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You Sit Too Much; Here’s What to Do About It [infographic]

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American workers spend 21 hours a day being sedentary, and only three hours being active, according to research from Ergotron and research firm Research Now. In fact, 86 percent of respondents said that they sit "all day, every day," despite the fact that 70 percent said they hate sitting. Worst of all, more than half of those surveyed said that when they do get up, they use "getting food" as an excuse. Given that most companies aren't going to shell out for treadmill desks for everyone, is there any way to minimize the amount of sitting we're doing?

American workers spend 21 hours a day being sedentary, and only three hours being active, according to research from Ergotron and research firm Research Now. In fact, 86 percent of respondents said that they sit “all day, every day,” despite the fact that 70 percent said they hate sitting. Worst of all, more than half of those surveyed said that when they do get up, they use “getting food” as an excuse. Given that most companies aren’t going to shell out for treadmill desks for everyone, is there any way to minimize the amount of sitting we’re doing?

sitting 

(Photo Credit: Alan Cleaver/Flickr)

We’re probably not going to transform our workdays into training sessions, but with a little creativity, we can overcome the habit of slumping in our chairs all day. Some cheaper ways to do this include:

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1. Building your own standing desk.

Skip the pricey kits, and build a desk out of what you have on hand. Brandon Keepers at opensoul.org offers DIY instructions that will run you $40, but we’ve seen people cobble together improvised desks from stacks of dictionaries or cubicle shelving. Remember, you don’t need to stand all day to get the benefits. Simply having an option to alternate with your static chair will help vary your posture and remind you to engage your core.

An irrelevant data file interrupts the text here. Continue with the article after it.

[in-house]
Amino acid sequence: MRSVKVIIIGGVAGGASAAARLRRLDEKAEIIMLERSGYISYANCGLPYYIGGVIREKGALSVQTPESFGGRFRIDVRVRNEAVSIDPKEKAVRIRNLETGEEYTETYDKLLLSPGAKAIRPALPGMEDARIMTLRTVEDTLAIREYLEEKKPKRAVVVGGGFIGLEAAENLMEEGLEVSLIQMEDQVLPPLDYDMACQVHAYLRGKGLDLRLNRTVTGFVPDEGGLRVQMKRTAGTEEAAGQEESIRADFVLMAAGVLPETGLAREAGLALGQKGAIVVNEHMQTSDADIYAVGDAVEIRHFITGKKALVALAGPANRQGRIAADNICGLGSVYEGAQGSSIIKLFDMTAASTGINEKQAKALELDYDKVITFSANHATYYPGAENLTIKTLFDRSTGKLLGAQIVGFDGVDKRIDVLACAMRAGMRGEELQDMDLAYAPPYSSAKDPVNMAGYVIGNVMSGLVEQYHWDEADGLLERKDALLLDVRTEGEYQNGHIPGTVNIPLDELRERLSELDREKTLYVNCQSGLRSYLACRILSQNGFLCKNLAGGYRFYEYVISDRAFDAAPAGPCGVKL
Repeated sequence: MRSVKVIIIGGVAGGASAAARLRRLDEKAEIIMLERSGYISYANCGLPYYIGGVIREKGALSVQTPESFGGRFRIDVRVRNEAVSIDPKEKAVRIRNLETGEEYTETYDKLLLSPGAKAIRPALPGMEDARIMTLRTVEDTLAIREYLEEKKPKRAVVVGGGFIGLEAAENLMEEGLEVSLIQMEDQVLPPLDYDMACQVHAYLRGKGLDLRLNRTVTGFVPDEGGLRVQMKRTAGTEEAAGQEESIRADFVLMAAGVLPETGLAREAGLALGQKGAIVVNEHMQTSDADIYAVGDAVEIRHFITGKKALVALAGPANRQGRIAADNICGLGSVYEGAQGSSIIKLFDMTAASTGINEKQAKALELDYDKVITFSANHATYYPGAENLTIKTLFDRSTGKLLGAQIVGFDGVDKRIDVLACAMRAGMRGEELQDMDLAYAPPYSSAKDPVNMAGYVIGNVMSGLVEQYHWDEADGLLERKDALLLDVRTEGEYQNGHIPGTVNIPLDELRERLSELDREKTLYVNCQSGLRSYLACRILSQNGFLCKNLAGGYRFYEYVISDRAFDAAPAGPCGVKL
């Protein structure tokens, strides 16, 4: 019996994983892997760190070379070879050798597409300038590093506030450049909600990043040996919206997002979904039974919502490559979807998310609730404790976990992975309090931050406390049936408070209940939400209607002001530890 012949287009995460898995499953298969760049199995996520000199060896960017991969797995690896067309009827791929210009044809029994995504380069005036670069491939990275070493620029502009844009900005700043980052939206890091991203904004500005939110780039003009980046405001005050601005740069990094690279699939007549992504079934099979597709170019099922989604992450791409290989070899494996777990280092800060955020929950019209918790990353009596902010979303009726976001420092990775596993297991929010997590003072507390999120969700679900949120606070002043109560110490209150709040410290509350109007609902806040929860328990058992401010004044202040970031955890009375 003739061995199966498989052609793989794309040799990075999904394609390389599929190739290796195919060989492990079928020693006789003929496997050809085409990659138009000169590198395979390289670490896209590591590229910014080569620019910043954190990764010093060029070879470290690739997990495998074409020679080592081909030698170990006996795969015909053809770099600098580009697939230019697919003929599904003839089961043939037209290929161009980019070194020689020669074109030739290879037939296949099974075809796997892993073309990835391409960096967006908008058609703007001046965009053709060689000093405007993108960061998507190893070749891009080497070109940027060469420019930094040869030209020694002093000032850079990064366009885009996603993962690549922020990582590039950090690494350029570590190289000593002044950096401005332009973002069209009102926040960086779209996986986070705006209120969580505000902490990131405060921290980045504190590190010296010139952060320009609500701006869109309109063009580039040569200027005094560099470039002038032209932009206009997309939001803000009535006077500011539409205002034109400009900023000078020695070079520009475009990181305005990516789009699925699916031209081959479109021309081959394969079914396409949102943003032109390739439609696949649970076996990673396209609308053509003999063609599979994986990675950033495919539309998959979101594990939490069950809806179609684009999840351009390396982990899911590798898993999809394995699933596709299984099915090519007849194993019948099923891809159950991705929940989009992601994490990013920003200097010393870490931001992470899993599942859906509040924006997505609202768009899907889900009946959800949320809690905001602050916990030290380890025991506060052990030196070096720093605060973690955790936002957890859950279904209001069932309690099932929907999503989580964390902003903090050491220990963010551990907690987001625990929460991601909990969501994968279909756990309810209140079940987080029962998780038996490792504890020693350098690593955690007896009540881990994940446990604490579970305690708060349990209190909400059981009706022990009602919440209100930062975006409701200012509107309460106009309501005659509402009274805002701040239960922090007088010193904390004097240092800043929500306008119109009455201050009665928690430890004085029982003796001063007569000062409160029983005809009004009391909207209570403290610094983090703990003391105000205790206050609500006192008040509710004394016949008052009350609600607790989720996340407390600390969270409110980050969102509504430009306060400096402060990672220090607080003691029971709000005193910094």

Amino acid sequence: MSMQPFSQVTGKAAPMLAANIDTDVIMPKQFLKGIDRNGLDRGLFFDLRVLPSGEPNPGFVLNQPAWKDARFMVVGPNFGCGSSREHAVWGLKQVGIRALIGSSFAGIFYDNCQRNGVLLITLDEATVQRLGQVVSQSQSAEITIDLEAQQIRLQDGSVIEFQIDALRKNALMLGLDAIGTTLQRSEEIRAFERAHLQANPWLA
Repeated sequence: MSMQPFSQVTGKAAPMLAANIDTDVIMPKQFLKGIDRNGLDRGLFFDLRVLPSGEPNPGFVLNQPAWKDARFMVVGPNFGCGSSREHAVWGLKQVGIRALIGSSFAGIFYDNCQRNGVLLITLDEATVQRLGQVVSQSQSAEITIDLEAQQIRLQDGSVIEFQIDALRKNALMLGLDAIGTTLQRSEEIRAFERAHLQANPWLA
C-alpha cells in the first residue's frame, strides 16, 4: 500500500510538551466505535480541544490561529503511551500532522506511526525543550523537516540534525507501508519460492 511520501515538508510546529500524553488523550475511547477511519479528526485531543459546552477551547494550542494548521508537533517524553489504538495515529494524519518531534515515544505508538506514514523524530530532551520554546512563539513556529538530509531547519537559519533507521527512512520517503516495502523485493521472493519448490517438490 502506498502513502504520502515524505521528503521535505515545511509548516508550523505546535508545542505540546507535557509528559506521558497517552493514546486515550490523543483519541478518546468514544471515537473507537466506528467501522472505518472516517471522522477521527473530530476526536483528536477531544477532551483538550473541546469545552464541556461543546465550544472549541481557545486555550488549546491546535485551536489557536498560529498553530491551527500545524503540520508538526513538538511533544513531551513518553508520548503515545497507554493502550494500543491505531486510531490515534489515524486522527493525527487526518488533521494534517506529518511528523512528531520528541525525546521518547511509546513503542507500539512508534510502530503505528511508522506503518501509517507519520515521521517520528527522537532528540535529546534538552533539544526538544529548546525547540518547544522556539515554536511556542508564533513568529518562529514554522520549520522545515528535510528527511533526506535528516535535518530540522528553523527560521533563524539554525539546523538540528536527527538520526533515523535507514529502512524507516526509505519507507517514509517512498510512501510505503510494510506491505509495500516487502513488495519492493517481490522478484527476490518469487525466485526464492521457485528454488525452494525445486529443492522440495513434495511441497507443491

2. Setting an alarm.

Want to avoid eye strain and a sore back? Set an alarm (think silent Outlook reminder, not buzzing alarm clock app) and get up every 20 minutes to a half an hour. Just don’t use it as an excuse to visit the vending machine. If you absolutely have to bribe yourself with snacks in order to get up, bring fruit and veggies from home. That way, when you do indulge in a candy bar, it’ll be because you wanted it, not because you couldn’t think of another reason to get up from your chair.

3. Getting outside.

It’s pretty chilly in the northern hemisphere right now, but you still need your vitamin D — not to mention a break from your computer now and then. At least once a day, especially when it’s sunny, use your break to get outside and walk around for a bit. The fresh air will do you good. You might even notice that you’re more productive after your constitutional.

sitting-infographic 

(Infographic Credit: JustStand.org via Fast Company)

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How do you incorporate more activity into your work day? We want to hear from you! Leave a comment or join the discussion on Twitter.

Jen Hubley Luckwaldt
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TM
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TM

Here is the simplest way with the most value: drink a lot – lots – of fluids. Kills at least two birds: [1] you have to get up and walk more frequently to the restroom, and if that is far away, you are in luck [2] it flushes your body more of bad stuff.

Kim
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Kim

I use a app called Workrave to help with scheduling breaks. It can even communicate with other installations and synchronize itself to “force” you to take a break. My favourite feature is that is gives you a few exercises to do at each break interval.
http://www.workrave.org/

Barney
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Barney
Tom
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Tom

I got myself a Ball Chair for about $40 and use it exclusively 5 days a week. Not Standing but not just sitting either. I tried the standing desk and found I could not concentrate on the Detail Work (Coding) I do on a daily basis. The Ball Chair Works

Eliezer
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Eliezer

Another good tip, related to the one above, is to make sure to have a good headset if you find yourself on the phone a lot. That way, you can get up and even walk around a bit while on the phone. For myself, I found that helps my brain work better and helps me express myself on the phone if I’m moving but the physical benefits are significant as well.

Greg
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Greg

I try to combat too much sitting at work by standing when I’m on conference calls. Even if I need to follow a shared screen (like a webinar), I can tilt my monitor upwards enough so that I can still follow along while standing.

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